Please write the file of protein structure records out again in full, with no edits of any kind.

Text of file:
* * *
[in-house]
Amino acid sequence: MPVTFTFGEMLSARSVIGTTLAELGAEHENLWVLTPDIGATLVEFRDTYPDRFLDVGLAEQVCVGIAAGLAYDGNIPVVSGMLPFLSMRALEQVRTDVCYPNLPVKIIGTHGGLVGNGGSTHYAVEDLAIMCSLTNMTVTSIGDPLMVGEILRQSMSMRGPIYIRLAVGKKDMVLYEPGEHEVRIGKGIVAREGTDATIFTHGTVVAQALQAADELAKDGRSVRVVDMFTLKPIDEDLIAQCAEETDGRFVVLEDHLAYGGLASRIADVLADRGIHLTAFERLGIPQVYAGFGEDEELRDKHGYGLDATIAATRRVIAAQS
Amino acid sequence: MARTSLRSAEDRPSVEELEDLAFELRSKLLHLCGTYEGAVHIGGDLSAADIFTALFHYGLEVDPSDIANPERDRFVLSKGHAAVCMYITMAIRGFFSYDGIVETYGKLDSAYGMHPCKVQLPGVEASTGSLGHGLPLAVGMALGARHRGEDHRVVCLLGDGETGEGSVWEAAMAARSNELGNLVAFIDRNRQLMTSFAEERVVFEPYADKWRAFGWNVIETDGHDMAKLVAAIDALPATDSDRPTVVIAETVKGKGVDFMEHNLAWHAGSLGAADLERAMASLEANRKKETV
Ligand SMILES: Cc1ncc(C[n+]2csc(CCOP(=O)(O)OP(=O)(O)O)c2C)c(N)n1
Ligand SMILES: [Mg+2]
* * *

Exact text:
[in-house]
Amino acid sequence: MPVTFTFGEMLSARSVIGTTLAELGAEHENLWVLTPDIGATLVEFRDTYPDRFLDVGLAEQVCVGIAAGLAYDGNIPVVSGMLPFLSMRALEQVRTDVCYPNLPVKIIGTHGGLVGNGGSTHYAVEDLAIMCSLTNMTVTSIGDPLMVGEILRQSMSMRGPIYIRLAVGKKDMVLYEPGEHEVRIGKGIVAREGTDATIFTHGTVVAQALQAADELAKDGRSVRVVDMFTLKPIDEDLIAQCAEETDGRFVVLEDHLAYGGLASRIADVLADRGIHLTAFERLGIPQVYAGFGEDEELRDKHGYGLDATIAATRRVIAAQS
Amino acid sequence: MARTSLRSAEDRPSVEELEDLAFELRSKLLHLCGTYEGAVHIGGDLSAADIFTALFHYGLEVDPSDIANPERDRFVLSKGHAAVCMYITMAIRGFFSYDGIVETYGKLDSAYGMHPCKVQLPGVEASTGSLGHGLPLAVGMALGARHRGEDHRVVCLLGDGETGEGSVWEAAMAARSNELGNLVAFIDRNRQLMTSFAEERVVFEPYADKWRAFGWNVIETDGHDMAKLVAAIDALPATDSDRPTVVIAETVKGKGVDFMEHNLAWHAGSLGAADLERAMASLEANRKKETV
Ligand SMILES: Cc1ncc(C[n+]2csc(CCOP(=O)(O)OP(=O)(O)O)c2C)c(N)n1
Ligand SMILES: [Mg+2]